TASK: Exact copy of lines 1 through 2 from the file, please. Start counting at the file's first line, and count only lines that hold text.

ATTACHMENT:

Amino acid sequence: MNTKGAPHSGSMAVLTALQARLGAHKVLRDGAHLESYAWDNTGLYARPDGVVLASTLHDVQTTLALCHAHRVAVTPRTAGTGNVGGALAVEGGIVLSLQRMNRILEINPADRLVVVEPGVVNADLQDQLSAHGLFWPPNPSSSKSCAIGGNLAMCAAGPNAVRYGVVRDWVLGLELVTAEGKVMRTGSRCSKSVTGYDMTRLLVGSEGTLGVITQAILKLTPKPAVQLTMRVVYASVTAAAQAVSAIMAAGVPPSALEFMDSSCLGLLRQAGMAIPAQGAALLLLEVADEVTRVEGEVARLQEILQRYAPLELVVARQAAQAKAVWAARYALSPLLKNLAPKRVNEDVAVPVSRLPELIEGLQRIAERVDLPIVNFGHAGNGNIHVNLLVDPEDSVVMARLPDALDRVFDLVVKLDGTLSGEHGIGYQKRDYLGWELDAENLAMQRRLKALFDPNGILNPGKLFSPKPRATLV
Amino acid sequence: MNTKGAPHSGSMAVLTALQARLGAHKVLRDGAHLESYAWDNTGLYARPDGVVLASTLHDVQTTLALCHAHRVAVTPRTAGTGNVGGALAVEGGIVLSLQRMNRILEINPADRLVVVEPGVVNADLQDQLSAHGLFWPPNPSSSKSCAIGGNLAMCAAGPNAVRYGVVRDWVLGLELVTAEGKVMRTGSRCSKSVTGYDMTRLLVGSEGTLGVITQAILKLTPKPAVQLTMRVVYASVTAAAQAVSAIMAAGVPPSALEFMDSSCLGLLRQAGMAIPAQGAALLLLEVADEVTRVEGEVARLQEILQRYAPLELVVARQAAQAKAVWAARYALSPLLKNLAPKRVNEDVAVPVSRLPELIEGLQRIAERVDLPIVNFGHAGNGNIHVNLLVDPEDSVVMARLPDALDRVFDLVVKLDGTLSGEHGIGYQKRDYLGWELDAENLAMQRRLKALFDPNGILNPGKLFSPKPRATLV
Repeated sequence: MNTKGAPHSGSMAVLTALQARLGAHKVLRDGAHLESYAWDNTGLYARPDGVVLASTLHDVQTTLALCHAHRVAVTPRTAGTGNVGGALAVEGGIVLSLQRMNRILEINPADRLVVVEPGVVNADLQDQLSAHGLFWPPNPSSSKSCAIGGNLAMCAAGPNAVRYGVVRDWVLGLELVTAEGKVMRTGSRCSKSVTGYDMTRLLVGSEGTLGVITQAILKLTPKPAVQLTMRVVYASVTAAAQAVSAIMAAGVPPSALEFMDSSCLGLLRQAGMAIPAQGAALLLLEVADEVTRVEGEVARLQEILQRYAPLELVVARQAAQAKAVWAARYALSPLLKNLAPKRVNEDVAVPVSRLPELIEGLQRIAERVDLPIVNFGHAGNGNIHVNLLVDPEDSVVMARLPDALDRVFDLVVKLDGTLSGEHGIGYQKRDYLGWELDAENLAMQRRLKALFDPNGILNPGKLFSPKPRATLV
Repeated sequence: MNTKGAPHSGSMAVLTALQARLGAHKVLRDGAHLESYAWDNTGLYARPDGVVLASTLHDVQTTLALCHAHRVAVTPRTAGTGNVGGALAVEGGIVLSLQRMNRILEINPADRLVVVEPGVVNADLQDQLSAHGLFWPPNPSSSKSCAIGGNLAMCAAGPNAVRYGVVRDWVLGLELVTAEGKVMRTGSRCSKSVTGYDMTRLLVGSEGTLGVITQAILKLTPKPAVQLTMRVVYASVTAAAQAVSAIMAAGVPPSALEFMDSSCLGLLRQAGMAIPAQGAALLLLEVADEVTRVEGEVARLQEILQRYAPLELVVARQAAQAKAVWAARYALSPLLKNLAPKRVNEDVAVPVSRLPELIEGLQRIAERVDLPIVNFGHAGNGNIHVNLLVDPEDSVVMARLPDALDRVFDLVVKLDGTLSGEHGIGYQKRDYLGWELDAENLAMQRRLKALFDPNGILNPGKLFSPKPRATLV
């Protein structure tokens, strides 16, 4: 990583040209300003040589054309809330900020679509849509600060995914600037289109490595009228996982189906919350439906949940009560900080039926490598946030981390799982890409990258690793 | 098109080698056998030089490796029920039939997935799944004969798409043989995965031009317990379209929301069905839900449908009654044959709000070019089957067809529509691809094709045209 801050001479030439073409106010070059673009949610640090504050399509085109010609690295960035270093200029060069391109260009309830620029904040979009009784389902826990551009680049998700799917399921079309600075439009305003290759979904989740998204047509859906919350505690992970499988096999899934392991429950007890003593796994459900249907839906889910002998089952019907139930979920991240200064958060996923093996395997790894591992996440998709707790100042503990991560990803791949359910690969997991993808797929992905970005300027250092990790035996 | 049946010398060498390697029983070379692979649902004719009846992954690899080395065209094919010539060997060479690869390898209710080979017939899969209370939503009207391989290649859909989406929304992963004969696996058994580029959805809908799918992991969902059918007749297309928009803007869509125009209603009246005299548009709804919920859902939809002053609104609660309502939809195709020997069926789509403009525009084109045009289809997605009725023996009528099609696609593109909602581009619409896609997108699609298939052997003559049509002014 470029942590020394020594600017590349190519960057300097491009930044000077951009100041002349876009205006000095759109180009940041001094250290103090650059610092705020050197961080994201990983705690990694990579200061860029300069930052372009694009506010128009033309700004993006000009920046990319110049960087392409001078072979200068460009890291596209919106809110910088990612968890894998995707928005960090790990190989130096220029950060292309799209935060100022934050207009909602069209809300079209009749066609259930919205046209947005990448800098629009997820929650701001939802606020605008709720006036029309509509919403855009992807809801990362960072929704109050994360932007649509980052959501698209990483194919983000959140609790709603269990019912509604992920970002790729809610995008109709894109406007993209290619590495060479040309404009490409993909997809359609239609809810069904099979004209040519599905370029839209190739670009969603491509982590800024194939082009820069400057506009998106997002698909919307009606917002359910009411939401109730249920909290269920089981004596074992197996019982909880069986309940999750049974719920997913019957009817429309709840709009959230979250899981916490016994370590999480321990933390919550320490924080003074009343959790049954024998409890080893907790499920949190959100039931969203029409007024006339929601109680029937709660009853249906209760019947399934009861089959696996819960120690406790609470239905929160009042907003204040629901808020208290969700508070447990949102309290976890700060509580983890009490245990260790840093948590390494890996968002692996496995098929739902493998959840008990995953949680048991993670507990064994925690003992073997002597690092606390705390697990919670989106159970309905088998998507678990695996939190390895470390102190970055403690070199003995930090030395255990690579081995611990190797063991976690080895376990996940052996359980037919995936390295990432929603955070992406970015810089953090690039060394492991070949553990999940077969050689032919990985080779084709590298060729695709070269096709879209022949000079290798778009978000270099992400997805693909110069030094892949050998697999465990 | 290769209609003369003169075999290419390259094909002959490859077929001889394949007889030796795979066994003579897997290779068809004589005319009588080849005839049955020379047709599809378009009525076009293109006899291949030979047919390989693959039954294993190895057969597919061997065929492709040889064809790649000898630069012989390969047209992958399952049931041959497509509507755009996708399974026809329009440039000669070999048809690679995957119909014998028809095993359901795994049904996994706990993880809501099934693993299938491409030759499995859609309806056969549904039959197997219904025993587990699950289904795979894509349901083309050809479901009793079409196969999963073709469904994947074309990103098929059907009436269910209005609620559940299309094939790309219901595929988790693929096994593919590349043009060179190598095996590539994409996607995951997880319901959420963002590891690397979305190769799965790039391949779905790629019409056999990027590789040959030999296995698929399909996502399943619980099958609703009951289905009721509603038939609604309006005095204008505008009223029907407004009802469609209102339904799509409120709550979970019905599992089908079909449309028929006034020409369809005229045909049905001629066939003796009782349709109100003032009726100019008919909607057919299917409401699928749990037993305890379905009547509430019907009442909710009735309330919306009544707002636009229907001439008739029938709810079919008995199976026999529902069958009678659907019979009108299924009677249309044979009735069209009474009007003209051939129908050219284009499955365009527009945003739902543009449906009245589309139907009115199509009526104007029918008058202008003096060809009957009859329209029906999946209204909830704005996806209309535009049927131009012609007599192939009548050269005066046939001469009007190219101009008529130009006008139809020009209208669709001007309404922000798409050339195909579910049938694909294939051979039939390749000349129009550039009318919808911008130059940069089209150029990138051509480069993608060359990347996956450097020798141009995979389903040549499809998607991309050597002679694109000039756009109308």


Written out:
Amino acid sequence: MNTKGAPHSGSMAVLTALQARLGAHKVLRDGAHLESYAWDNTGLYARPDGVVLASTLHDVQTTLALCHAHRVAVTPRTAGTGNVGGALAVEGGIVLSLQRMNRILEINPADRLVVVEPGVVNADLQDQLSAHGLFWPPNPSSSKSCAIGGNLAMCAAGPNAVRYGVVRDWVLGLELVTAEGKVMRTGSRCSKSVTGYDMTRLLVGSEGTLGVITQAILKLTPKPAVQLTMRVVYASVTAAAQAVSAIMAAGVPPSALEFMDSSCLGLLRQAGMAIPAQGAALLLLEVADEVTRVEGEVARLQEILQRYAPLELVVARQAAQAKAVWAARYALSPLLKNLAPKRVNEDVAVPVSRLPELIEGLQRIAERVDLPIVNFGHAGNGNIHVNLLVDPEDSVVMARLPDALDRVFDLVVKLDGTLSGEHGIGYQKRDYLGWELDAENLAMQRRLKALFDPNGILNPGKLFSPKPRATLV
Amino acid sequence: MNTKGAPHSGSMAVLTALQARLGAHKVLRDGAHLESYAWDNTGLYARPDGVVLASTLHDVQTTLALCHAHRVAVTPRTAGTGNVGGALAVEGGIVLSLQRMNRILEINPADRLVVVEPGVVNADLQDQLSAHGLFWPPNPSSSKSCAIGGNLAMCAAGPNAVRYGVVRDWVLGLELVTAEGKVMRTGSRCSKSVTGYDMTRLLVGSEGTLGVITQAILKLTPKPAVQLTMRVVYASVTAAAQAVSAIMAAGVPPSALEFMDSSCLGLLRQAGMAIPAQGAALLLLEVADEVTRVEGEVARLQEILQRYAPLELVVARQAAQAKAVWAARYALSPLLKNLAPKRVNEDVAVPVSRLPELIEGLQRIAERVDLPIVNFGHAGNGNIHVNLLVDPEDSVVMARLPDALDRVFDLVVKLDGTLSGEHGIGYQKRDYLGWELDAENLAMQRRLKALFDPNGILNPGKLFSPKPRATLV